It’s generally not desirable to feel even slightly repulsed after viewing a movie trailer, but I have to confess that the bizarre images here are cut together in a way that doesn’t quite agree with me. So why is it good? Because that seems to be exactly the sort of note Xawery Zulawski’s film is trying to hit, with its disorienting fish-eye lenswork and indecipherable depictions of what seems like general depravity, even if I can’t point to exactly why. Even the special effect for that weird flaming car looks wonky and nightmarish. Not every film has to be pleasant to work, and neither does a trailer; Bird Talk looks intense and intriguing and indecipherable, and that’s good enough for me.

Pleading For Attention (and Actually Getting It)

Joker

Every year there are trailers for movies that desperately want to be taken seriously as films, and I’m not sure there was a better example of that in 2019 than Joker. With its gritty, scum-on-the-lens look, an early burst of cruelty, and use of Jimmy Durante’s “Smile” to lay the irony on thick, there’s no question of this promo distancing the final product from traditional ‘comic book’ movies. There’s also no question that the trailer does a magnificent job at showcasing the film’s best element: a writhing, tortured, smirking, dancing, on-the-edge Joaqin Phoenix. While it’s debatable whether Joker itself ultimately deserved all the attention, putting Phoenix’s performance front and center in the trailer was the best way to get it.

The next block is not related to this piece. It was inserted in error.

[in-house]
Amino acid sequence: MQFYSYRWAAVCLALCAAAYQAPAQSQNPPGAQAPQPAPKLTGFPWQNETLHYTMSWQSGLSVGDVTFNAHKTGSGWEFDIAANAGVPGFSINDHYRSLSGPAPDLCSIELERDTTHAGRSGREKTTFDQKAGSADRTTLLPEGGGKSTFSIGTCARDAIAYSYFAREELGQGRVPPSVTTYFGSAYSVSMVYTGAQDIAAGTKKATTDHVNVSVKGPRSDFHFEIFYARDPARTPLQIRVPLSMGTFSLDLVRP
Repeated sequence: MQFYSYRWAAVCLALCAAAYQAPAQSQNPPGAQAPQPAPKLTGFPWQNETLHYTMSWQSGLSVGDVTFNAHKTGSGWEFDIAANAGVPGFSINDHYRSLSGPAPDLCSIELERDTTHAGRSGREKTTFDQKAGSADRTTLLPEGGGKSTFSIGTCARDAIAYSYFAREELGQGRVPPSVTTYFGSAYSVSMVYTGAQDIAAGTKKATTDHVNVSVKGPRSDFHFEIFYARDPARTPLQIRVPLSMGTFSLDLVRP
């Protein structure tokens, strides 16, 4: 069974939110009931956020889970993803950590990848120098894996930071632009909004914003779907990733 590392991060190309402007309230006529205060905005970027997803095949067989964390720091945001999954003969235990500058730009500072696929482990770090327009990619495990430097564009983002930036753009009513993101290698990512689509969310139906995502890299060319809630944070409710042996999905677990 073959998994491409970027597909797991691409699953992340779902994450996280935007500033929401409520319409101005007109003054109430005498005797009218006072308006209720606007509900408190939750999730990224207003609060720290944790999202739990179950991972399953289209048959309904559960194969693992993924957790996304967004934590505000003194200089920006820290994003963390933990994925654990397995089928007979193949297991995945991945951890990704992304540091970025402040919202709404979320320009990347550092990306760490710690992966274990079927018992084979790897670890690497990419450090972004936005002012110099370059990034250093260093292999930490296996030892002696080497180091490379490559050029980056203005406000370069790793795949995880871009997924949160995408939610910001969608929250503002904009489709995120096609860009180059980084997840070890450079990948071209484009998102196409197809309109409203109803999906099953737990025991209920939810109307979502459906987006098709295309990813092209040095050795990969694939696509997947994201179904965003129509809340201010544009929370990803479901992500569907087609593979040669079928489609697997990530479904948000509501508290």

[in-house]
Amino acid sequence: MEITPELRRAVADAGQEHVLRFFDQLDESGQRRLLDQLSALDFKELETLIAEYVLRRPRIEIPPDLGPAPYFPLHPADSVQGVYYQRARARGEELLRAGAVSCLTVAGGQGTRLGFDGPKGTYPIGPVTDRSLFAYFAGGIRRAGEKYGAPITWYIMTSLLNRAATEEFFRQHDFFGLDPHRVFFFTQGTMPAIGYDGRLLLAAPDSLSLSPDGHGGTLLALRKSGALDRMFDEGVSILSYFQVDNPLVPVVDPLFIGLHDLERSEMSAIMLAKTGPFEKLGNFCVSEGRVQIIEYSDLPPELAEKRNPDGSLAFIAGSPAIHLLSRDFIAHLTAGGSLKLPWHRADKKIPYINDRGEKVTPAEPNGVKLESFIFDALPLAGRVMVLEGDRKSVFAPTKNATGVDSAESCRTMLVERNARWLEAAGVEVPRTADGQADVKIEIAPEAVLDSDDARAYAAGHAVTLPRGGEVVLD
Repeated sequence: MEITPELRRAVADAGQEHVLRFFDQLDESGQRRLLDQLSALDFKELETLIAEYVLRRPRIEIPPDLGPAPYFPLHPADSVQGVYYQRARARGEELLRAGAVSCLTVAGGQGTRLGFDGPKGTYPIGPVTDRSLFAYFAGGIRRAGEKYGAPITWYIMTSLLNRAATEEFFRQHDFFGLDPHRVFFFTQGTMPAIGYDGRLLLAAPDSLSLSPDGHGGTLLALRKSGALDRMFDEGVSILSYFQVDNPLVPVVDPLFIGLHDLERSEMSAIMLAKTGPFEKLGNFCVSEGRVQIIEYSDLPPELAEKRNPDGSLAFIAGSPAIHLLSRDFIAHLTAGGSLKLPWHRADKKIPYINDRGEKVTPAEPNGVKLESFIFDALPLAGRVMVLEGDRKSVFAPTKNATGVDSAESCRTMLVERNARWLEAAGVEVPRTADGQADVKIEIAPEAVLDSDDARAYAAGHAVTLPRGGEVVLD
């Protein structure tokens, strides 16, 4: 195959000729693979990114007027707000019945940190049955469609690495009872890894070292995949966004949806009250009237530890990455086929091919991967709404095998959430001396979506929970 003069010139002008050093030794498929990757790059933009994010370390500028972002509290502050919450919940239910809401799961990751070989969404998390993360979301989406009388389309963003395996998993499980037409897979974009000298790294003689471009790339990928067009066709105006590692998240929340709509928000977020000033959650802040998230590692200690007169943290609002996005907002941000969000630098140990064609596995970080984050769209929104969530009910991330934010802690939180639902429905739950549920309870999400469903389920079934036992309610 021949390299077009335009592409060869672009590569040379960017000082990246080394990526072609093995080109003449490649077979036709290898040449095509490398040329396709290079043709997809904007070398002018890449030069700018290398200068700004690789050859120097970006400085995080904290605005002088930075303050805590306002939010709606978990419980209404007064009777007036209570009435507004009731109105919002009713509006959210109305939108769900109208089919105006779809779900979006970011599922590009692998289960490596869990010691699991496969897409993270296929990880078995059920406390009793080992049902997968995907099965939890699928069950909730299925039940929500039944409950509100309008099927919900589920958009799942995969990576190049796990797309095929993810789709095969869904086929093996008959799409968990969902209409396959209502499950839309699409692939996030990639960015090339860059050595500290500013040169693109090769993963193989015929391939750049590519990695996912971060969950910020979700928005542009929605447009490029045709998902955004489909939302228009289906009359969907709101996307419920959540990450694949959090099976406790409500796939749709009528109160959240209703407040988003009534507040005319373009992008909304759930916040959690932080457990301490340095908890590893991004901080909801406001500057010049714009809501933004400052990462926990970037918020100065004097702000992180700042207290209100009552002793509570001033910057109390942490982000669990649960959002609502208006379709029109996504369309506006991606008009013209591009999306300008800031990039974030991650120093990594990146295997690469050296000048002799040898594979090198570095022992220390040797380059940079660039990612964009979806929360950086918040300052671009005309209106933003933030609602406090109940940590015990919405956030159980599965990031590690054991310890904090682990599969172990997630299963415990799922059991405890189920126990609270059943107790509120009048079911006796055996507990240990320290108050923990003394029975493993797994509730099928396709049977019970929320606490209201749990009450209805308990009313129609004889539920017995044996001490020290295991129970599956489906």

The Cream of the Trailer Crop

Richard Jewell

This is a fantastic example of how to communicate an overall old-fashioned approach to sharp storytelling, yet break up the standard formula with well-timed asides. The premise and protagonist are firmly established through standard trailer character development, but it’s the interspersing of those chilling interrogation scenes that really drive the point home and solidify the character as supremely sympathetic. The soft piano notes are joined by a growing orchestra, the frequency of these inserts picks up as the blatant railroading intensifies, and by the time the crescendo hits, the trailer has told a story that we want to see a resolution to — and that subtle nod suggests it’s going to be a very, very satisfying one.

Once Upon a Time in Hollywood